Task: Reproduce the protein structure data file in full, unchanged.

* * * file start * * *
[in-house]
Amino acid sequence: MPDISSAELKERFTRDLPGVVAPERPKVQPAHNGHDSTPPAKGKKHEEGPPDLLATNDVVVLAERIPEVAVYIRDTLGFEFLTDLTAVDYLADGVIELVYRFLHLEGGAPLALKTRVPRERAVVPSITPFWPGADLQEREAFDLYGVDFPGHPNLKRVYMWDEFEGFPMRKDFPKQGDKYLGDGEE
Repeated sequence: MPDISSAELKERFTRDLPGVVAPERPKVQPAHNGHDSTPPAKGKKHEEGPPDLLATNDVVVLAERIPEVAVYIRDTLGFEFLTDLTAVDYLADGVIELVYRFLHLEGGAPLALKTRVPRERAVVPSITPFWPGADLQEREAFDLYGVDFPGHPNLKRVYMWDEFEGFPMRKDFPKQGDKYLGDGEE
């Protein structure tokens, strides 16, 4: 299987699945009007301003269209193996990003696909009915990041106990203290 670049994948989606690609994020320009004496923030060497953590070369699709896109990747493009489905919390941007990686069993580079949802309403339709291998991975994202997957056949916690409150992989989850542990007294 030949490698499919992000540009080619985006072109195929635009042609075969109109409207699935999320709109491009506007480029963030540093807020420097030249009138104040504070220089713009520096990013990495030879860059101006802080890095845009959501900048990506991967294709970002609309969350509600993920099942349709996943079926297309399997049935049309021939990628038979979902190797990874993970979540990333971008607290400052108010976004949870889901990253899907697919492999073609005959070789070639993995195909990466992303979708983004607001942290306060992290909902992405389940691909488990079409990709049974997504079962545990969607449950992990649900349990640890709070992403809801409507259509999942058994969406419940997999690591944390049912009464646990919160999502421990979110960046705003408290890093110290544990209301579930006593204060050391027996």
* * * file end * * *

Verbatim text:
[in-house]
Amino acid sequence: MPDISSAELKERFTRDLPGVVAPERPKVQPAHNGHDSTPPAKGKKHEEGPPDLLATNDVVVLAERIPEVAVYIRDTLGFEFLTDLTAVDYLADGVIELVYRFLHLEGGAPLALKTRVPRERAVVPSITPFWPGADLQEREAFDLYGVDFPGHPNLKRVYMWDEFEGFPMRKDFPKQGDKYLGDGEE
Repeated sequence: MPDISSAELKERFTRDLPGVVAPERPKVQPAHNGHDSTPPAKGKKHEEGPPDLLATNDVVVLAERIPEVAVYIRDTLGFEFLTDLTAVDYLADGVIELVYRFLHLEGGAPLALKTRVPRERAVVPSITPFWPGADLQEREAFDLYGVDFPGHPNLKRVYMWDEFEGFPMRKDFPKQGDKYLGDGEE
């Protein structure tokens, strides 16, 4: 299987699945009007301003269209193996990003696909009915990041106990203290 670049994948989606690609994020320009004496923030060497953590070369699709896109990747493009489905919390941007990686069993580079949802309403339709291998991975994202997957056949916690409150992989989850542990007294 030949490698499919992000540009080619985006072109195929635009042609075969109109409207699935999320709109491009506007480029963030540093807020420097030249009138104040504070220089713009520096990013990495030879860059101006802080890095845009959501900048990506991967294709970002609309969350509600993920099942349709996943079926297309399997049935049309021939990628038979979902190797990874993970979540990333971008607290400052108010976004949870889901990253899907697919492999073609005959070789070639993995195909990466992303979708983004607001942290306060992290909902992405389940691909488990079409990709049974997504079962545990969607449950992990649900349990640890709070992403809801409507259509999942058994969406419940997999690591944390049912009464646990919160999502421990979110960046705003408290890093110290544990209301579930006593204060050391027996």